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Nektar - A Tab In The Ocean CD (album) cover




Psychedelic/Space Rock

4.07 | 576 ratings

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Prog Reviewer
3 stars Nektar cranks up the power chords and decides to rock!

This album tends to become less inspiring over time, though there's a fair bit of creativity. The first thing that pops out after repeated listens is the quality: it's 1972, and this muddy sound is the best you can do? Maybe they should have stayed in Britain--if this would have gotten Who's Next production, then we may have close to a masterpiece. As it stands, many of the good ideas lose some of their impact, and the result is a good, yet not great, album.

A Tab in the Ocean. This one really loses interest over time for me. There are different themes, and each is fairly catchy, but there's no denying that this is basically fifteen minutes of quarter notes and keyboard triplets. Also, I haven't seen anyone else mention this, but it seems that they really struggle to keep up the tempo in places--this should be much bouncier, but as it stands, there's a lot of dragging going on. The guitar is very simple (though the power chords are largely effective), and the organ is basically at beginner's level. The title track could have been much better, given the decent melodies and song structure.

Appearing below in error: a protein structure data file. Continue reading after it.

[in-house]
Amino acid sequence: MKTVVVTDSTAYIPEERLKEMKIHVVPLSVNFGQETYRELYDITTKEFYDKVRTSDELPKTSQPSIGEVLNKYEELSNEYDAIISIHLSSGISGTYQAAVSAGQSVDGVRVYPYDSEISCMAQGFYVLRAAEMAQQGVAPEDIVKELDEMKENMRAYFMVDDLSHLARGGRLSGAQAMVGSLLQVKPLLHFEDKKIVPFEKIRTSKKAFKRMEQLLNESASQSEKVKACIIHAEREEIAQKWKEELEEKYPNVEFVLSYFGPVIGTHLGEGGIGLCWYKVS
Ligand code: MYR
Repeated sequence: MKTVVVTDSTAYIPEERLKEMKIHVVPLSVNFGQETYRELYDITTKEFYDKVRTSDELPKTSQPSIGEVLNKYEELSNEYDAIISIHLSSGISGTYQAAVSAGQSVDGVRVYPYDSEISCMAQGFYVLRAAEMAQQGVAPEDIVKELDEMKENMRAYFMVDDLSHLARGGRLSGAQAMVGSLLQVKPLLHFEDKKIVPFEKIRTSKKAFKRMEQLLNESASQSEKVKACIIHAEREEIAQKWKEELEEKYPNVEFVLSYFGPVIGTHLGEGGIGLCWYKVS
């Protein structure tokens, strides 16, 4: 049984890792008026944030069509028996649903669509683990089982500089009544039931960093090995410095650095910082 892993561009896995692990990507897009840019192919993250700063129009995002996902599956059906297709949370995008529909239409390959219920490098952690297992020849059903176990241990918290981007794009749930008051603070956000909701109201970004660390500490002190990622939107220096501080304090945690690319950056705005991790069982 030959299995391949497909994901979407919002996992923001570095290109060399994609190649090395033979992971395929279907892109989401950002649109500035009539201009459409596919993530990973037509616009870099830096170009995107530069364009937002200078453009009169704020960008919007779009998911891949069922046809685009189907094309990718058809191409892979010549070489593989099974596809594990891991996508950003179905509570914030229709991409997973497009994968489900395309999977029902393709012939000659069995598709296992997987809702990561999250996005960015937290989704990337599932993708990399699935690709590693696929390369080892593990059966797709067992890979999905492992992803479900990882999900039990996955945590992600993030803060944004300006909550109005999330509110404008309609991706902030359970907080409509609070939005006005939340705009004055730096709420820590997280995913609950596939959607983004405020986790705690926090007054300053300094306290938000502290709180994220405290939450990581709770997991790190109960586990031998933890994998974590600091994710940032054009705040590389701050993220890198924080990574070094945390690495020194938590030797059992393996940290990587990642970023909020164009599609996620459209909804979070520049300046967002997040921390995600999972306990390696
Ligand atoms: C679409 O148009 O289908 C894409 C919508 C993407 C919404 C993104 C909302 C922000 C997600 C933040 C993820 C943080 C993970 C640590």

Desolation Valley/Waves. A jazzy piece, slightly reminiscent of Yes' beginnings. There is some rocking guitar, but the mellow parts make it difficult to listen far enough to appreciate them properly.

Crying in the Dark/King of Twilight. Unlike most reviewers, this is the absolute highlight of the album for me. These two tracks are basically one 10 minute, hard-rocking tour-de-force. There is no problem with production, tempo-dragging, or holding back (especially on the guitar and drums) here. The guitar section in Crying in the Dark has an incredible, face-melting build, and just when you think it's over, Nektar kicks it up a notch for the killer King of Twilight. One of the best album endings out there for me!

Don't get my 3 star rating wrong--you probably need this album in your prog collection, but it shows both the strengths and limitations of Nektar. Too bad they couldn't find a middle ground between this and their next album--the rocking on this album and production of Remember the Future would have made a killer combo.

Flucktrot | 3/5 |


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